Tuesday, January 19th, 2021

Playboi Carti ft. Kid Cudi – M3tamorphosis

Whole lotta blurbs…


Al Varela: Whole Lotta Red was a mess, and I’d probably dislike it more if I was a Playboi Carti fan to begin with. I can’t see most of the album resonates with people outside of scattered hooks and beats that are maybe fun as a distraction every now and then. But credit to Carti for at least trying to take his music in a new, experimental direction. Even if it didn’t always work, it tells me there is a creative instinct in there somewhere. “M3tamorphisis” is one of my favorites for that reason. The swamped out bassy beat over Carti’s firecracker delivery and Kid Cudi’s signature hums make this one of the more unique songs on the album. One that has that sense of danger and an atmosphere that’s borderline alien. There’s not much to the song’s content, but it doesn’t need to have it. The point is to get you hype, and this song does it in a way that’s not only really exciting and cool but in a way that I haven’t really heard from any other trap rapper in this lane. 

Alfred Soto: On a swollen, endless album, “M3tamrphosis” is a standout: its insistent buzz, the way Carti breaks syllables into pellets that they bounce off the beats, the luxuriance in pure sound as expression, the entrance of Cudi for his baritone menace.

Rodrigo Pasta: Time might show that Whole Lotta Red was actually better than Die Lit, if only because it’s more eclectic, more maniac, more aggressive than ever before – a mainstream rap album that actively tries to act like an old-fashioned punk album. This song is key to that project, with a razor-sharp synthline like the world’s most powerful bidet, accompanied by Cudi’s disorienting vocals. It creates a feeling of dismay and hesitation, which doesn’t stop as Carti attacks the track like few others in his career. You can’t quite tell when the chorus stops and his verse starts, and his vocal delivery is frighteningly up-close, as the mixing accentuates those shapeshifting moments in his voice (“I feel like MorpheUs“, “mEtaMORPhosISSs“). This can’t be simply disguised as hype music, it’s something more sonically dangerous and pressing. Also, Kid Cudi’s here; good for him.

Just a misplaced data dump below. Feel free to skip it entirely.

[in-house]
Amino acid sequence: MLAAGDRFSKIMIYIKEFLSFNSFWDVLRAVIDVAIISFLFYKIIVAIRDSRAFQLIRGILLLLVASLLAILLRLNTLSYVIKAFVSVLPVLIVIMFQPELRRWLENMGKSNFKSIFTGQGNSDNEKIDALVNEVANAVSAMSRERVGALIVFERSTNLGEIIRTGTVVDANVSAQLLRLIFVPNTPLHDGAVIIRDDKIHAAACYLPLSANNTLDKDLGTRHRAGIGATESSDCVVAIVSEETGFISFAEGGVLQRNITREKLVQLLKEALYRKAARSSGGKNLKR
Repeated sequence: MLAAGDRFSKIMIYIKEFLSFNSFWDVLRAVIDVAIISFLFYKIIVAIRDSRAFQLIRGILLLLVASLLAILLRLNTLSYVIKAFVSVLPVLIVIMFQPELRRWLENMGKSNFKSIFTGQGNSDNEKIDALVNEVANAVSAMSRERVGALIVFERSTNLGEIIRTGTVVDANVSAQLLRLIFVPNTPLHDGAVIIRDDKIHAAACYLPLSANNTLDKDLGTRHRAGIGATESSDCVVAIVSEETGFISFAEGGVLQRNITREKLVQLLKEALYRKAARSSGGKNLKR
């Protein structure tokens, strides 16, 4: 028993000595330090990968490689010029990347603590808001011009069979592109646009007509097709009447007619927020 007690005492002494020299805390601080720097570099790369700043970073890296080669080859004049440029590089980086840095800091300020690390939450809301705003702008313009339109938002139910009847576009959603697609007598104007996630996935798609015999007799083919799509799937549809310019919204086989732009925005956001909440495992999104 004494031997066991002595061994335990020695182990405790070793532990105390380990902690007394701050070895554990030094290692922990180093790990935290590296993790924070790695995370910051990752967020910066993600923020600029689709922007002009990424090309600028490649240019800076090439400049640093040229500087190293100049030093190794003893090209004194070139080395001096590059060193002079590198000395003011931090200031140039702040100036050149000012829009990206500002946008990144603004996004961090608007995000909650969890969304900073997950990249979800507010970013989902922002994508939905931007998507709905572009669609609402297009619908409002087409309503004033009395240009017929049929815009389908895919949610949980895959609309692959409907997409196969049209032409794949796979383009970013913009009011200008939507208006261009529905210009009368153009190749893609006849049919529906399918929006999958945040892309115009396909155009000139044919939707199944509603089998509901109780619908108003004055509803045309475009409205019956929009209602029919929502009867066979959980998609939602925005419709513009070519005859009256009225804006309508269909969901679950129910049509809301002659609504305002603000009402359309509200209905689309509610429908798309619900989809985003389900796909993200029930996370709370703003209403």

Nortey Dowuona: When one lets Cudi of all people be a more interesting and propulsive force while at half speed, what can you say? Despite his mounting avalanches or purrs, squeaks and shrieks, when Carti deigns to speak, it’s usually a halt to the crushing rise of the imposing and bulbous beat and whirring chainsaw synths and the raspy, spinning hums of Cudi, simply waiting patiently for the energy to seize the heart and move the ankles and not being converted. And FYI, if we’re talking about rappers who speak in hieroglyphics, Posdonous and Casual are still around.

Will Rivitz: I doubt Carti (famous, extremely cool, good rapper) has the same cultural touchstones as I (blog about pop music, tenuous nerd-chic at best, Ben Shapiro voice) do, but this nevertheless hits a smorgasbord of references I care deeply about. Its production draws from a late-aughts Hyperdub sound I fell in love with despite being too young and too many miles away to experience in person; its Auto-Tuned “I feel like Morpheus” drips with the same chaotic, corrosive confidence as Hannibal Buress; Kid Cudi contributes less in function than in form, not so much an essential element as an affirmation of his heyday’s indelible imprint both on Carti’s sound and my own understanding of what “emo” could mean as a wee teen. It’s not meant for me, but it’s for me all the same.

Katherine St Asaph: The beat sounds like something out of Secret of Mana, Cudi’s backing vocals are a fitting added note of ambience, and Playboi Carti wrings, if not novelty by now, definitely vitality out of blown-out Auto-Tune.

Thomas Inskeep: I’m a known hater of Auto-Tune generally, but Carti makes it as another instrument, another element in his arsenal, the same way that he-who-must-not-be-named did on 808s and Heartbreak (one of the most influential hip hop albums of this century). And Carti excels with it on “M3tamorphosis,” even though the track has a mostly basic trap beat, a basic chorus, and a nothingburger of a guest verse from Kid Cudi. Not only is the way Carti uses Auto-Tune distinctive, but his use of repetition is fascinating and compelling, practically turning phrases into Reichian drones; you can’t turn away.

Andrew Karpan: When you feel like this, nobody really can tell you shit. Playboi Carti so smoothly put together a Kanye West-style vamp-up that it’s vastly superior to the actual Kanye West track on his record. But there’s added value in comparing hip hop’s biggest head today with the erstwhile occupant of the throne. When West made his version of this song, he sang from a throne made of expensive classic rock samples, evidencing a posture of reflective remorse that revealed itself as little more than showman irony. But Carti is now and the world has changed. Power is measured by the steps you take and simple pleasures have become more interesting than long-winded grooves. The buzzing chords that light up Carti’s voice and the din of Kid Cudi’s voice, which hovers around the song in unintelligible groans like an ominous cloud. A certain kind of unintelligibility becomes part of the game and this is something Carti celebrates: “They can’t understand me, I’m talking hieroglyphics.” Fair enough! He speaks in feelings and “M3tamorphosis” is about feeling like a 10, so what other score could it get?

Reader average: [7.62] (8 votes)

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2 Responses to “Playboi Carti ft. Kid Cudi – M3tamorphosis”

  1. the beat sounds straight out of a metroid game (not sure which one) to me

  2. kid cudi takes this down to a [8] tbh but it still slaps